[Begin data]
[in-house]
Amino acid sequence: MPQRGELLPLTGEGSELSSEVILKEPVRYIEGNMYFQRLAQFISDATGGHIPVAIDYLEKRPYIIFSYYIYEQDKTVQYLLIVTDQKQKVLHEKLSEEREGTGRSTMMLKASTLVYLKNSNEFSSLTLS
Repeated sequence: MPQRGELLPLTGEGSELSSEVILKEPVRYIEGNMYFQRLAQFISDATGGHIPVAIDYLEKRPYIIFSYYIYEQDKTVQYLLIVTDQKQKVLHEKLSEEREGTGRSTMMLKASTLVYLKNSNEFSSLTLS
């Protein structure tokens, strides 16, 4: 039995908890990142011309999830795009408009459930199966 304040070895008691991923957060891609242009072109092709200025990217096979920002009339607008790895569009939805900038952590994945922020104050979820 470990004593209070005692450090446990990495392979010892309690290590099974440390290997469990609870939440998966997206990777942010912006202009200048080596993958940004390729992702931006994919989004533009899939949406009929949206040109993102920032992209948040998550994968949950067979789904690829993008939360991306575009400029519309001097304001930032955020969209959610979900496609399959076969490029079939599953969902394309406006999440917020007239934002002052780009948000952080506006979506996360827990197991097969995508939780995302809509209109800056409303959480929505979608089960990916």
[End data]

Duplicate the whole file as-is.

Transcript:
[in-house]
Amino acid sequence: MPQRGELLPLTGEGSELSSEVILKEPVRYIEGNMYFQRLAQFISDATGGHIPVAIDYLEKRPYIIFSYYIYEQDKTVQYLLIVTDQKQKVLHEKLSEEREGTGRSTMMLKASTLVYLKNSNEFSSLTLS
Repeated sequence: MPQRGELLPLTGEGSELSSEVILKEPVRYIEGNMYFQRLAQFISDATGGHIPVAIDYLEKRPYIIFSYYIYEQDKTVQYLLIVTDQKQKVLHEKLSEEREGTGRSTMMLKASTLVYLKNSNEFSSLTLS
């Protein structure tokens, strides 16, 4: 039995908890990142011309999830795009408009459930199966 304040070895008691991923957060891609242009072109092709200025990217096979920002009339607008790895569009939805900038952590994945922020104050979820 470990004593209070005692450090446990990495392979010892309690290590099974440390290997469990609870939440998966997206990777942010912006202009200048080596993958940004390729992702931006994919989004533009899939949406009929949206040109993102920032992209948040998550994968949950067979789904690829993008939360991306575009400029519309001097304001930032955020969209959610979900496609399959076969490029079939599953969902394309406006999440917020007239934002002052780009948000952080506006979506996360827990197991097969995508939780995302809509209109800056409303959480929505979608089960990916």